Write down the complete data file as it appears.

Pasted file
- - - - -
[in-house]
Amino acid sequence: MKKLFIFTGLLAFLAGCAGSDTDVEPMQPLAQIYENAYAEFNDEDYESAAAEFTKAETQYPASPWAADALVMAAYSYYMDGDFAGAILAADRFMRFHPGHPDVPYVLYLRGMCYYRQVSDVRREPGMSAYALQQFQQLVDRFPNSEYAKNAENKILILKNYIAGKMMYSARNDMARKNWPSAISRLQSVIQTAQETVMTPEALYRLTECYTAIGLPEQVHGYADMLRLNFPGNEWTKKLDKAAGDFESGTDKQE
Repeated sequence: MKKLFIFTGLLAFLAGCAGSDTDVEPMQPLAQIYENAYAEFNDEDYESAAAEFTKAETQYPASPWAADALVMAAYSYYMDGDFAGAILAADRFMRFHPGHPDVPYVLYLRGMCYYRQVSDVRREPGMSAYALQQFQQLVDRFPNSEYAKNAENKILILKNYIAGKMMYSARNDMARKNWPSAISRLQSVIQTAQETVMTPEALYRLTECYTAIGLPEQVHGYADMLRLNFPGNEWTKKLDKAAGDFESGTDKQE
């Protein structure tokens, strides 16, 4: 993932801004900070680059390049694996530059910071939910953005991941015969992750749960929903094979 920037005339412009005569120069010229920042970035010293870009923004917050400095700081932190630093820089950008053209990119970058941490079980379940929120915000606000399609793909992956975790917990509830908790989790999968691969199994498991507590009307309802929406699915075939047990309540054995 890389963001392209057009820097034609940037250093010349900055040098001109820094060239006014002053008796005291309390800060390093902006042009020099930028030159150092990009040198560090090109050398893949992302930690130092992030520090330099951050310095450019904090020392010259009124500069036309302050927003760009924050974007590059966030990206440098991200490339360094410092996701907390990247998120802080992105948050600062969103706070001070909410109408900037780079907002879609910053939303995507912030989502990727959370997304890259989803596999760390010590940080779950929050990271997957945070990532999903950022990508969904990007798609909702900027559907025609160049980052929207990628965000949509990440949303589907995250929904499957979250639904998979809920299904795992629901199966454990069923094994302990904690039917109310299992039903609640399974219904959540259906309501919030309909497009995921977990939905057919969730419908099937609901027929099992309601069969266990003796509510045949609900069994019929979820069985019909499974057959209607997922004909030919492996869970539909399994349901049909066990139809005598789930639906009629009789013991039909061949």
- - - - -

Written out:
[in-house]
Amino acid sequence: MKKLFIFTGLLAFLAGCAGSDTDVEPMQPLAQIYENAYAEFNDEDYESAAAEFTKAETQYPASPWAADALVMAAYSYYMDGDFAGAILAADRFMRFHPGHPDVPYVLYLRGMCYYRQVSDVRREPGMSAYALQQFQQLVDRFPNSEYAKNAENKILILKNYIAGKMMYSARNDMARKNWPSAISRLQSVIQTAQETVMTPEALYRLTECYTAIGLPEQVHGYADMLRLNFPGNEWTKKLDKAAGDFESGTDKQE
Repeated sequence: MKKLFIFTGLLAFLAGCAGSDTDVEPMQPLAQIYENAYAEFNDEDYESAAAEFTKAETQYPASPWAADALVMAAYSYYMDGDFAGAILAADRFMRFHPGHPDVPYVLYLRGMCYYRQVSDVRREPGMSAYALQQFQQLVDRFPNSEYAKNAENKILILKNYIAGKMMYSARNDMARKNWPSAISRLQSVIQTAQETVMTPEALYRLTECYTAIGLPEQVHGYADMLRLNFPGNEWTKKLDKAAGDFESGTDKQE
């Protein structure tokens, strides 16, 4: 993932801004900070680059390049694996530059910071939910953005991941015969992750749960929903094979 920037005339412009005569120069010229920042970035010293870009923004917050400095700081932190630093820089950008053209990119970058941490079980379940929120915000606000399609793909992956975790917990509830908790989790999968691969199994498991507590009307309802929406699915075939047990309540054995 890389963001392209057009820097034609940037250093010349900055040098001109820094060239006014002053008796005291309390800060390093902006042009020099930028030159150092990009040198560090090109050398893949992302930690130092992030520090330099951050310095450019904090020392010259009124500069036309302050927003760009924050974007590059966030990206440098991200490339360094410092996701907390990247998120802080992105948050600062969103706070001070909410109408900037780079907002879609910053939303995507912030989502990727959370997304890259989803596999760390010590940080779950929050990271997957945070990532999903950022990508969904990007798609909702900027559907025609160049980052929207990628965000949509990440949303589907995250929904499957979250639904998979809920299904795992629901199966454990069923094994302990904690039917109310299992039903609640399974219904959540259906309501919030309909497009995921977990939905057919969730419908099937609901027929099992309601069969266990003796509510045949609900069994019929979820069985019909499974057959209607997922004909030919492996869970539909399994349901049909066990139809005598789930639906009629009789013991039909061949």